Addressing Mental Health On The Yard

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Rwenshaun Miller

To many, college is described as the best time of your life. The freedom. The parties. The friends. And let’s not forget the abundance of knowledge that one obtains. The college experience helps mold who you are as a person because it is a time to learn.

I learned that despite expectations from others, I would have to discover my own likes and dislikes to plan my future accordingly.

I learned that some of my aspirations and expectations just weren’t meant to be.

I learned that failing a class does not mean that I am dumb and it is not the end of the world.

I learned how stress affects my body in both good ways and bad.

A significant item I learned during my sophomore year was that my inability to sleep and the voices that I would hear as I sat in my dorm room were symptoms of the mental health diagnosis known as Bipolar II disorder. This lesson was not easily learned—it came as a result of me being forced to the hospital by my family because they knew I wasn’t the Shaun that they were used to.

Learning, acknowledging, and accepting this fact about myself was not an easy task. I had heard the term ‘bipolar’ before, as people including myself would use it loosely to describe the weather or a person with mood swings, but I did not know about the actual illness. It was also a term that I had associated with “crazy.”

But now that I had an actual diagnosis, I did not want others to know or label me as crazy. I had to constantly remind myself that “Nothing is wrong with me.”

The stigma surrounding mental health and mental illness in the black community is a proven silent killer. While rates of depression, anxiety, and suicide to continue to rise, individuals continue to suffer in silence.

This stigma doesn’t stop at the threshold of the college campus, as many students are not mentally healthy and do not know how to address their issues accordingly. According to a 2013 report by Institute of Education Sciences, there are over 300,000 students in enrolled at HBCUs. And, according to the National Alliance on Mental Illness, reports indicate that 1 in 5 adults experiences mental illness in a given year. Using some rough math, this means that approximately 60,000 students that attend a HBCU may suffer from a mental illness. And that’s not even accounting for the demographic variations, which indicate that Black males from ages 20 to 24 have the highest rates of suicide in the Black population, averaging 18.18 per 100,000.

Unfortunately, this number may even be significantly higher because some may choose not to acknowledge and tend to their mental health needs.

Similar to my college experience, many black students may not understand what they are experiencing mentally.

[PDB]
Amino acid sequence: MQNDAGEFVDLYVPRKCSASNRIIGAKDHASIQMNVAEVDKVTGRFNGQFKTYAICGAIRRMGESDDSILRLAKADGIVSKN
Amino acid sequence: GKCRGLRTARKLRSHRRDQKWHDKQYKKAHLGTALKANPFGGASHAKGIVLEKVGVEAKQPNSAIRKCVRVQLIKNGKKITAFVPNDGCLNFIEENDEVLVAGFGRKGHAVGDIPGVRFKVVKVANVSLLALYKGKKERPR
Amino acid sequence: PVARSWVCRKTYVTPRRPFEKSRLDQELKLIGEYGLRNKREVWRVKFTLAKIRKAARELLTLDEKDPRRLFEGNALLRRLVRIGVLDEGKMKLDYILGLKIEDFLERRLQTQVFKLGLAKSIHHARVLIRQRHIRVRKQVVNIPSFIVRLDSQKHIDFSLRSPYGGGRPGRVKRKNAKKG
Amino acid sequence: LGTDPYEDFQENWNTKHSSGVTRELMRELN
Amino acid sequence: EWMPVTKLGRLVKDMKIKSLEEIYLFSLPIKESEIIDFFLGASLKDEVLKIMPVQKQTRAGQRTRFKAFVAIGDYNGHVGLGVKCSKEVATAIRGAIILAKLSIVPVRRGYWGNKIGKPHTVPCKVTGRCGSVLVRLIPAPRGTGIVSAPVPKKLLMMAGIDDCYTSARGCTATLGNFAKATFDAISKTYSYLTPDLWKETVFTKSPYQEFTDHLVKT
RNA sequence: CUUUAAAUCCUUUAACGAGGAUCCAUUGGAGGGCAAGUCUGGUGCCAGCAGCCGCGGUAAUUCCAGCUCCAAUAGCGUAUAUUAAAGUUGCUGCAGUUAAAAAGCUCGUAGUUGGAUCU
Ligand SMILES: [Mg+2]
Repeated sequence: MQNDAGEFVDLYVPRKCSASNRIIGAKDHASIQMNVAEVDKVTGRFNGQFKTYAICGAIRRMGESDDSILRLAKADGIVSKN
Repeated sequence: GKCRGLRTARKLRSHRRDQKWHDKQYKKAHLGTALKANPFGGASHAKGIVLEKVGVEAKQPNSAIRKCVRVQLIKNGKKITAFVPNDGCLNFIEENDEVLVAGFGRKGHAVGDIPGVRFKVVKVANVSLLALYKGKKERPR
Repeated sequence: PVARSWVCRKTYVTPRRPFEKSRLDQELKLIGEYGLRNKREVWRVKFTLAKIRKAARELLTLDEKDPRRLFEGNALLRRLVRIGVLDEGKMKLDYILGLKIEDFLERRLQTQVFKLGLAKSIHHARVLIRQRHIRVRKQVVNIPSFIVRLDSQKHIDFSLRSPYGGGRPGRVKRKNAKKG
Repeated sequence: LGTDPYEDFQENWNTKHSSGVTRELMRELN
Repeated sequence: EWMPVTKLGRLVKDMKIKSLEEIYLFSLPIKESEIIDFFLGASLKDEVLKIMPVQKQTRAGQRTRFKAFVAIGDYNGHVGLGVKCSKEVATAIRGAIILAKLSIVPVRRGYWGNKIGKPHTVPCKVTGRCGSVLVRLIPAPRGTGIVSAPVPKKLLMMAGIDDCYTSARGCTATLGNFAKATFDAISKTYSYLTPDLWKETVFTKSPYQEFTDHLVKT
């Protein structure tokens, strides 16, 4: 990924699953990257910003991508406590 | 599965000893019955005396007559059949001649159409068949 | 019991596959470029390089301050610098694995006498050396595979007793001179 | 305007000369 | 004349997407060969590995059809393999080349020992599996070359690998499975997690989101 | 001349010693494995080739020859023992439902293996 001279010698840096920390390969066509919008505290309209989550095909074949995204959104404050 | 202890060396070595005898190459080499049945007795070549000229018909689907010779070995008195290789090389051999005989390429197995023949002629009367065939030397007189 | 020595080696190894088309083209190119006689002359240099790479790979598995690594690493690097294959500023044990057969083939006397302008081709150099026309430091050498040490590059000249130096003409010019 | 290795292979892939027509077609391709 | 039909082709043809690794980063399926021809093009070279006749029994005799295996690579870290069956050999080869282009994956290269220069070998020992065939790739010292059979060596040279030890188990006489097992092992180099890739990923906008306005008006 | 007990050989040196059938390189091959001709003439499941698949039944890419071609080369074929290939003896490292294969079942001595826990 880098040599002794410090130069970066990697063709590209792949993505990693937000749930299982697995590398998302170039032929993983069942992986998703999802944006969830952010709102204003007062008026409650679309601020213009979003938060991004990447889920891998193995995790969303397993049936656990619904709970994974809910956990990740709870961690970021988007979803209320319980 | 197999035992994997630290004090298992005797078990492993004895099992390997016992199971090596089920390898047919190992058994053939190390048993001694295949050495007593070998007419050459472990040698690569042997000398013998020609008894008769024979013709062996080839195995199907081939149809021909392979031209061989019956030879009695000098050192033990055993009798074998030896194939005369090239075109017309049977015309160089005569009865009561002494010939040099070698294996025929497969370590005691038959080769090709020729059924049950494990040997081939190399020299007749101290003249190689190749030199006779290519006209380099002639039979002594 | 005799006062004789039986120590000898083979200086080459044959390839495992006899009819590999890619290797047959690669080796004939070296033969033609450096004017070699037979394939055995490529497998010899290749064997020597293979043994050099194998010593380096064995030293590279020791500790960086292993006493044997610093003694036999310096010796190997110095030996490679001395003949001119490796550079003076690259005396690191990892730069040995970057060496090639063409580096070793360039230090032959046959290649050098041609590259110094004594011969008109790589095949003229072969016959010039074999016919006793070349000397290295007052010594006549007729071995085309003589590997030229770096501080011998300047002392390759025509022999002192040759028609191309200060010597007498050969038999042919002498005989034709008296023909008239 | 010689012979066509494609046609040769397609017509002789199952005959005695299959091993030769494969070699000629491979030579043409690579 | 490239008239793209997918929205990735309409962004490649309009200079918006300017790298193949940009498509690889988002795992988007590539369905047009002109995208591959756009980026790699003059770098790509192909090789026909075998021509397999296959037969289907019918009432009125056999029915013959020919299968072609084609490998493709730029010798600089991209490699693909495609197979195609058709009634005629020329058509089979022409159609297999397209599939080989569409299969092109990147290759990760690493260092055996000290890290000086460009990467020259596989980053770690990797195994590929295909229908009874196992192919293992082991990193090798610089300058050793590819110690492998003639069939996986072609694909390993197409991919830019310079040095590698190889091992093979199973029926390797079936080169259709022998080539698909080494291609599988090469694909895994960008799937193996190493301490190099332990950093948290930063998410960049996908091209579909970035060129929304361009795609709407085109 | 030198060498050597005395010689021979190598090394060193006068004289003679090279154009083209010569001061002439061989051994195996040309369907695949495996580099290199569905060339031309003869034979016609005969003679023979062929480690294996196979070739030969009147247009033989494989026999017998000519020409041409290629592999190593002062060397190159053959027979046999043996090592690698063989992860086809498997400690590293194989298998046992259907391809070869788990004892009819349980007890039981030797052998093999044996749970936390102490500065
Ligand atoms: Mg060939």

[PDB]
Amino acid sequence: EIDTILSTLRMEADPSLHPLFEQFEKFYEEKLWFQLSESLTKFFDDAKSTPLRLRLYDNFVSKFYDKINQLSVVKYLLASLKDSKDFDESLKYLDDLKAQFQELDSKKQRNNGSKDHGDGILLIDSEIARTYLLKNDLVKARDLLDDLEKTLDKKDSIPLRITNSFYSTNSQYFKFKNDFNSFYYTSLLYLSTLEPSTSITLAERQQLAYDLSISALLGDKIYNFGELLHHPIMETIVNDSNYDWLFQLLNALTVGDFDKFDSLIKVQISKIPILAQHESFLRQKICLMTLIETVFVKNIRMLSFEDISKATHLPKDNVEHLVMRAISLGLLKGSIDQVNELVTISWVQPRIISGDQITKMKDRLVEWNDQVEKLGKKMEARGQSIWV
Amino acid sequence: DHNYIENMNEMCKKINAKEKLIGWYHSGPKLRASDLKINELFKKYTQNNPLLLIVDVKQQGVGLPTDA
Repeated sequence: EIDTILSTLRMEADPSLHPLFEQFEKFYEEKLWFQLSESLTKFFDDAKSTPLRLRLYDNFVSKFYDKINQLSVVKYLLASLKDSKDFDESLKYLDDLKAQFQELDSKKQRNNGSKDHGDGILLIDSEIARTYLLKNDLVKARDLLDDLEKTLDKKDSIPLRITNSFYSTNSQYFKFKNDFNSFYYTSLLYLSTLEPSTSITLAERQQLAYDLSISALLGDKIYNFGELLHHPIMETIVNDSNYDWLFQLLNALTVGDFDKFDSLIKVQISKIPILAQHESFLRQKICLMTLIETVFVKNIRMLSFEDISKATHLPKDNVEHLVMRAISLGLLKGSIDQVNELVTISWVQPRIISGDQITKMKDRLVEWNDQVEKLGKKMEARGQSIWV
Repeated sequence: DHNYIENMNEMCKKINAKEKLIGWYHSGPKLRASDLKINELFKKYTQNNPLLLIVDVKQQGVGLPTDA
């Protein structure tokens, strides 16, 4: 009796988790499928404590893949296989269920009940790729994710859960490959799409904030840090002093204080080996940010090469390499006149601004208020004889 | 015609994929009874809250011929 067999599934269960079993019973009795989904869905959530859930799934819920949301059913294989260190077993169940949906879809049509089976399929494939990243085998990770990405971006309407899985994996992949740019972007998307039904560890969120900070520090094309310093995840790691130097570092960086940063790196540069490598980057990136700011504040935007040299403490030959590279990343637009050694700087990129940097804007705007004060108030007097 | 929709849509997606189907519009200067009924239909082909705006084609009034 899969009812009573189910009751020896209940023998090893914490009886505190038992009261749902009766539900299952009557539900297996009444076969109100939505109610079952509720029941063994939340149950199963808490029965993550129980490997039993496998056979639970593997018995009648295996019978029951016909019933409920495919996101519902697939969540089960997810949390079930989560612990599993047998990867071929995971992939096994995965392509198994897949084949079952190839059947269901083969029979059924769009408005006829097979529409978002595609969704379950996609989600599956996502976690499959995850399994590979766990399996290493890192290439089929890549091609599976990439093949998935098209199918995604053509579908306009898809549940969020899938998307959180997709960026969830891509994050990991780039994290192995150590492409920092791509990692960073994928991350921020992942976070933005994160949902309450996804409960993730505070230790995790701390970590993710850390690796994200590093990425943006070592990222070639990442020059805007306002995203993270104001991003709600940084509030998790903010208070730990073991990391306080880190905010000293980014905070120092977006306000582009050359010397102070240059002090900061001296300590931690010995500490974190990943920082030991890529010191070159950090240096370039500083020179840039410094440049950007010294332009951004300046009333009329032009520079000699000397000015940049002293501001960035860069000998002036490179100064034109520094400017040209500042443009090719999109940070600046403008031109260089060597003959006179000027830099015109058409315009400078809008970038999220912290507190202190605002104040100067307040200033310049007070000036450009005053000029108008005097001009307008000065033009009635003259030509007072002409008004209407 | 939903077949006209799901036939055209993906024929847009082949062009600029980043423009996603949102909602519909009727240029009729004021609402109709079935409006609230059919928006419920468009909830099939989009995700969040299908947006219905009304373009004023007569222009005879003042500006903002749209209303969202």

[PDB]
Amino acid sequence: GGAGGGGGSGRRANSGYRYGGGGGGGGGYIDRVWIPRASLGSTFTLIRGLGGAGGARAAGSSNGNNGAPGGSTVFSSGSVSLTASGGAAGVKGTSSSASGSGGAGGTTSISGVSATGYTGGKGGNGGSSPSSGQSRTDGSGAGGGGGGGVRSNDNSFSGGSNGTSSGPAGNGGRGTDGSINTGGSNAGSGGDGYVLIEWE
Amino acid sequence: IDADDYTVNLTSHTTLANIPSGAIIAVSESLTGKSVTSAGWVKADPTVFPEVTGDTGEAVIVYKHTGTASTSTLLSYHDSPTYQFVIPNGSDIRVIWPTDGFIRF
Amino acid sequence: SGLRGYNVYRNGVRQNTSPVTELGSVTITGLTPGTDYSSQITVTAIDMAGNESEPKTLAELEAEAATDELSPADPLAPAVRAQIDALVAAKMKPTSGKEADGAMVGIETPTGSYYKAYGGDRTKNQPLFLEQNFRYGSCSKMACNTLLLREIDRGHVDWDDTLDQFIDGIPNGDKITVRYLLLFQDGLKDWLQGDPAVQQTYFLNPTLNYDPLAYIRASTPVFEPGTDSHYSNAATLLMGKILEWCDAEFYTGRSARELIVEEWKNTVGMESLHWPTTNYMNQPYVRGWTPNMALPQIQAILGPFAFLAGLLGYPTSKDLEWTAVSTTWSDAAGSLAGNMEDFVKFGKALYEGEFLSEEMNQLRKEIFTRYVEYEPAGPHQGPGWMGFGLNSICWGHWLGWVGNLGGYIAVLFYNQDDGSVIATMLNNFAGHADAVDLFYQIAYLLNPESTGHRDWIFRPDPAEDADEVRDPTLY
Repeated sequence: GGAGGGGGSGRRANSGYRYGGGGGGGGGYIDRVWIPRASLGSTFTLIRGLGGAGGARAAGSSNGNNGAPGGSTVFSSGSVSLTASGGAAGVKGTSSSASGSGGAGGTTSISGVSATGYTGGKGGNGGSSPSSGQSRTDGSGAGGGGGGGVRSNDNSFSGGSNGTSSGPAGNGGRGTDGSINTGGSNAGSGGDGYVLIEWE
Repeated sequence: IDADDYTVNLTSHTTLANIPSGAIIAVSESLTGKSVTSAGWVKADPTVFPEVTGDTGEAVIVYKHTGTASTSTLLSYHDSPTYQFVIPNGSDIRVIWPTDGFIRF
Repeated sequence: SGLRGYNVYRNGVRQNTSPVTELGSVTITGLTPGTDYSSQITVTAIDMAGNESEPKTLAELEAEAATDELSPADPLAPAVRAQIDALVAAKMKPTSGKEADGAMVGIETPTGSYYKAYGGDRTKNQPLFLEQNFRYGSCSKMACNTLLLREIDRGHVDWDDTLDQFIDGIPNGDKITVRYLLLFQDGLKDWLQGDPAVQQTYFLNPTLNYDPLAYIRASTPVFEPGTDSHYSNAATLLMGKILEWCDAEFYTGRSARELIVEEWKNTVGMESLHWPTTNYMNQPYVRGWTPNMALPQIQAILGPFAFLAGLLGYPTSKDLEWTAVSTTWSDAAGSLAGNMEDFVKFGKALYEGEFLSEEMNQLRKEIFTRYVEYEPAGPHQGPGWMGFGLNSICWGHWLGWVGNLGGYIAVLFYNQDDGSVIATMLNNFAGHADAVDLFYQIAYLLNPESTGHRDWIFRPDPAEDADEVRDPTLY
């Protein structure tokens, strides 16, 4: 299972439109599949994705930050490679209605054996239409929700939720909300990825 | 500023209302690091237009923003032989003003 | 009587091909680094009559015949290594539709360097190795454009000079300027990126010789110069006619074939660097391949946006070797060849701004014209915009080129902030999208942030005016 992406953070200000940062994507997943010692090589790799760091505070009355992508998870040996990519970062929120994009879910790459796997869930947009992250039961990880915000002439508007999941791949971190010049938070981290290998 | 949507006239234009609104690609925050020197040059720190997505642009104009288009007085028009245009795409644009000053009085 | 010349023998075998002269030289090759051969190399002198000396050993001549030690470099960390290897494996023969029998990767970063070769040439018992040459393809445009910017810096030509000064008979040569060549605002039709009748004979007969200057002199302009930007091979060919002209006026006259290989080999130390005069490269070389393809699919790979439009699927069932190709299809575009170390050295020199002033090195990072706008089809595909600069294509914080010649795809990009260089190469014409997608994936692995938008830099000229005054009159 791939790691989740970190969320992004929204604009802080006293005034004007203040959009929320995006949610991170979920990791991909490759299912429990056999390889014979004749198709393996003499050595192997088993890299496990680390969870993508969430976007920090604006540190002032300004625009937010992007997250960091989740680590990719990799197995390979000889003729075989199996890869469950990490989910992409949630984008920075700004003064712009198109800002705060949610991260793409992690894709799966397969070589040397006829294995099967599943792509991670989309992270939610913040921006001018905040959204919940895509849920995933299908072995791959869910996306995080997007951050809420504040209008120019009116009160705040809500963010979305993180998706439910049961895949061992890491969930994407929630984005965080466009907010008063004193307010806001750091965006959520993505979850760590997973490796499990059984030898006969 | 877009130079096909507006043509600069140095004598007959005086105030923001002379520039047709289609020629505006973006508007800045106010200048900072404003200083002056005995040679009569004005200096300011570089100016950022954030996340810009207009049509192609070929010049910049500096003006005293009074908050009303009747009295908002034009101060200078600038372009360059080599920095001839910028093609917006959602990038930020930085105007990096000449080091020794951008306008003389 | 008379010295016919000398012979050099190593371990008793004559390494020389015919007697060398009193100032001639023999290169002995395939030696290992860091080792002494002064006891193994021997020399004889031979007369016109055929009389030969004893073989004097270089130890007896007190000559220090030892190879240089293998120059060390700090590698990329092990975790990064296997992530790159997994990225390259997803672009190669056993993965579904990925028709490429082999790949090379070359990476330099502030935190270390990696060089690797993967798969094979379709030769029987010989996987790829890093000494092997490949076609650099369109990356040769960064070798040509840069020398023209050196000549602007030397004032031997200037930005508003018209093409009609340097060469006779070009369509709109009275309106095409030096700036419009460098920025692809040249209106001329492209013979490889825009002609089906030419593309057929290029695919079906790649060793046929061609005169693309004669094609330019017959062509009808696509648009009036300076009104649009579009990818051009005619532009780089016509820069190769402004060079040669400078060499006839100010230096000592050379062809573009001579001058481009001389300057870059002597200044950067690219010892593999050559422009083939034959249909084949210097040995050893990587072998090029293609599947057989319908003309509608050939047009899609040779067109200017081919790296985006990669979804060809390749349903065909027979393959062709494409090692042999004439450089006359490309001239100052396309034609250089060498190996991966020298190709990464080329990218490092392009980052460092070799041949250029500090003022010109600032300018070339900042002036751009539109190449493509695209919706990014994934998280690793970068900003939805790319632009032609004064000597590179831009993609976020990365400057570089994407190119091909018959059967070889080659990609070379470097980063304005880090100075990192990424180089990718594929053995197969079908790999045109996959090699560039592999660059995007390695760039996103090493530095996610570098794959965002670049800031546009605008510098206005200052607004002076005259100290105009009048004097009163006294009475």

I knew that I was sad for a few days and I didn’t want to be bothered but I did not know that chronic sadness and withdrawal are symptoms of depression.

I knew that I had trouble paying attention in class and focusing on assignments but I did not know that professional help could assist me with learning how to improve this behavior.

I knew that it is common to drink alcohol or use drugs in college but I did not know that there could be an underlying issue contributing to abusing substances.

The black community, especially among college students, rarely addresses these issues as an illness that needs professional treatment. Ignorance, Fear, ego, and pride prevent us from acknowledging the problem, asking for help, and following through with treatment.

“This doesn’t happen to us”

“I’m not crazy”

“I don’t need any help, I can control this”

“Seeing a therapist is a sign of weakness”

On campuses, students utilize an array of resources including tutors, libraries, gyms, and other programs but fail to make use of counseling services.

I was that student. Before hospitalization, I didn’t even know where the Counseling and Wellness office was located. So of course I didn’t know the service was available. It is not a marketable as the student rec center or dining hall but it should in fact serve as a vital role to assist in a student’s success.

No, it is not a place for “crazy” people. It is a place to assist you in being as healthy as possible by treating a muscle that we often take for granted: our brain. This includes but is not limited to therapy, medication management, and psychological testing.

Each student on every HBCU campus must recognize the importance of this part of his or her life and utilize these resources. These barriers must be broken in order to help students thrive in an arena that is fun, exciting, but also very stressful. In most cases, portions of these services are covered by your tuition.

So ask yourself: Why not use them?

Rwenshaun Miller is a Mental Health Awareness Advocate, Founder of Eustress Inc., and Blogger at Monumental Monomental. In 2007, Rwenshaun was diagnosed with Bipolar Disorder, Severe with Psychotic Features. As a Black male, he wants to help break the stigma surrounding mental illness and promote wellness for everyone.

One thought on “Addressing Mental Health On The Yard

  1. What an awesome and revealing article. The conviction and strength it takes to share such a personal facet of your being transcends the archaic views held about mental health diagnoses of any kind. The question begs, “Why suffer alone (in the dark) when shedding light on a manageable condition can elevate the quality of one’s life. Thank you for your gift of courage and advocacy.

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